• 56. Anaphase I
    • Homologous chromosomes that form each tetrad are pulled apart in pairs
    • One pair goes to one end of the cell, the other to opposite end
  • 57. Telophase I
    • Chromosomes reach ends of the cell
    • Cell divides into 2 daughter cells
  • 58.  
  • 59. Independent Assortment
    • During Anaphase I, one member of each homologous chromosome pair moves to one end of the cell, the other moves to the opposite end
    • The separation of homologous chromosomes is random
    • More, or fewer maternal (or paternal) chromosomes may end up on one side or the other
    • Each separation is independent of the others
    • This is the principal of independent assortment of chromosomes
    • Results in genetic variation
  • 60.  
  • 61. Meiosis I Summary
    • Meiosis I is a Reductive Division
    • It reduces the number of chromosomes from diploid "2n" to haploid "n"
  • 62. Meiosis II
    • Similar to mitosis but not preceded by replication of DNA
    • 4 Stages:
      • Prophase II
      • Metaphase II
      • Anaphase II
      • Telophase II
  • 63. Prophase II & Metaphase II
    • Prophase II
      • A new spindle forms around paired chromatids
    • Metaphase II
      • Chromosomes line up along the equator
      • They are attached at the centromere to spindle fibers
  • 64. Anaphase II
    • Centromeres duplicate & the chromatids separate
    • Resulting single chromatids move to opposite poles
    • Chromatids are now called chromosomes
  • 65. Telophase II
    •   A nuclear membrane forms around each set of chromosomes
    •   The spindle breaks down and cytokinesis occurs
    •   Result: 4 haploid daughter cells
  • 66.  
  • 67. Males vs. Females
    • In males, all 4 daughter cells differentiate to become sperm
    •   In females, the cytoplasm divides unevenly in Meiosis I
      • The smaller cell = first polar body
      • doesn't survive
    •   In Meiosis II, the division is again unequal
      • smaller half is second polar body
    • So only 1 of 4 daughter cells survives
      • rich in cytoplasm, has many nutrients to nourish the young organism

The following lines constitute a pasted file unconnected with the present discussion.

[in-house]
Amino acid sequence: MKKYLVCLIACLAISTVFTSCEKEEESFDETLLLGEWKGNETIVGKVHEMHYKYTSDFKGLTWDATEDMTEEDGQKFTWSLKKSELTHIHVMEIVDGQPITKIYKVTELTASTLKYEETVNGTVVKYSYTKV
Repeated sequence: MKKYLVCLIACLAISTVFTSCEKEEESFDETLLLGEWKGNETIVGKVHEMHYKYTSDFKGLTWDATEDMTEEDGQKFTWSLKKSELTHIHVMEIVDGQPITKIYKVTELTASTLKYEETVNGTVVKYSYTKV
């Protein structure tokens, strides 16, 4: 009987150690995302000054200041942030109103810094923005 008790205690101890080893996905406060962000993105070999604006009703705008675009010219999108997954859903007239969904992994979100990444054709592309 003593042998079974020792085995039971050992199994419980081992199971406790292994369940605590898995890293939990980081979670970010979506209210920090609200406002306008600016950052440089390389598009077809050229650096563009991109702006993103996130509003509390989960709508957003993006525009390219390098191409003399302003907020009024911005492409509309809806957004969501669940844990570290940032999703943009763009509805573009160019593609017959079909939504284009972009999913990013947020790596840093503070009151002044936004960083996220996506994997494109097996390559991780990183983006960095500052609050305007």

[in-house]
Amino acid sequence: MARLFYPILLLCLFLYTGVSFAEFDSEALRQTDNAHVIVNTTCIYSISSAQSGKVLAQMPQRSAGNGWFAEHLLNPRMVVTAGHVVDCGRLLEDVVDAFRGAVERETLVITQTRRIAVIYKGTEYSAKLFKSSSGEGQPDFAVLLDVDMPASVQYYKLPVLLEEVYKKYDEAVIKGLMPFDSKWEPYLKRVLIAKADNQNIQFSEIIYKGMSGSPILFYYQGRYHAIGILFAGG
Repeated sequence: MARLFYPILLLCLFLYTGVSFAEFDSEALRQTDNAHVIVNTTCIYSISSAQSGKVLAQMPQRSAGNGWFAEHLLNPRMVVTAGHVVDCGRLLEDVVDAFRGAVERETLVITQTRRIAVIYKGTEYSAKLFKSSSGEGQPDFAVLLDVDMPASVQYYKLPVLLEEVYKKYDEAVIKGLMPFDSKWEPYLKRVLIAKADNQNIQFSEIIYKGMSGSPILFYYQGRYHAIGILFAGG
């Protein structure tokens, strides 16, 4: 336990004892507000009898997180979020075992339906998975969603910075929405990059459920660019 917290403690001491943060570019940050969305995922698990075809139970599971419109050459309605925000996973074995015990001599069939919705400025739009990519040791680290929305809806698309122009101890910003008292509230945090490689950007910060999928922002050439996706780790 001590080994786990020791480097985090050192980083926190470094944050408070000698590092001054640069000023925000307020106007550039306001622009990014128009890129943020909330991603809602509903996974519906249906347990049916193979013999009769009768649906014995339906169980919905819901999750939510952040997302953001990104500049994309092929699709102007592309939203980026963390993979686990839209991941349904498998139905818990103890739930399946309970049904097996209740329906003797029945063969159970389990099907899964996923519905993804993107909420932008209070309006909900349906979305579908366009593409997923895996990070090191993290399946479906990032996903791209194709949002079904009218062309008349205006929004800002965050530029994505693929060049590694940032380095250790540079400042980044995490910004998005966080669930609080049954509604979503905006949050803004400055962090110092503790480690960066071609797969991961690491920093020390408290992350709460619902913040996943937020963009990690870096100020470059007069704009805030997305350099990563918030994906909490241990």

• 68. Comparing Mitosis & Meiosis
    • MEIOSIS
    • 2
    • 4
    • diploid
    • haploid
    • different
    • MITOSIS
    • 1
    • 2
    • diploid
    • diploid
    • identical
    # of nuclear divisions: # of daughter cells: Parent cell type: Daughter cell type: Genetic likeness to parent:
  • 69.  
  • 70. Control of Cell Division
    • Timing and rate of cell division varies in different cell types
    • Control of rate of division is critical
    • Some cells require regulatory substances to begin division = growth factors
  • 71. Effect of Growth Factors
  • 72. Effect of Density
    • Density of cells also effects the rate of division
    • Crowding inhibits cell division
  • 73. The Restriction Point
    • A crucial checkpoint occurs late in the G1 phase of the cell cycle
    • Point of decision to divide = restriction point
    • Cell cannot turn back after this point
    • If it is “yes,” cell goes to S phase and copies DNA
    • If “no,” it goes to non-dividing state (G 0 )
      • Most cells are in G 0
  • 74. MPF
    • After S, the cell will enter G2
    • The “OK” signal that causes the cell to proceed from G2 to mitosis = mitosis promoting factor (MPF)
      • A complex of proteins
    • MPF is an enzyme
      • Protein kinase
  • 75. Abnormal Cell Division
    • Cancer cells do not respond normally to the body’s control mechanisms for cell division
    • Cancer cells divide excessively
    • Can invade other body tissues
    • When a cell divides abnormally = transformed
    • Abnormal cells are usually destroyed by the immune system
  • 76. Cancer
    • If abnormal cells are not destroyed and reproduce, they may form a mass of abnormal cells = tumor
      • Benign tumor = abnormal cells remain at the original site
      • Malignant tumor = cells spread to other parts of the body
    • Metastasis = spread of cancer cells in the body
  • 77. Breast Cancer Cell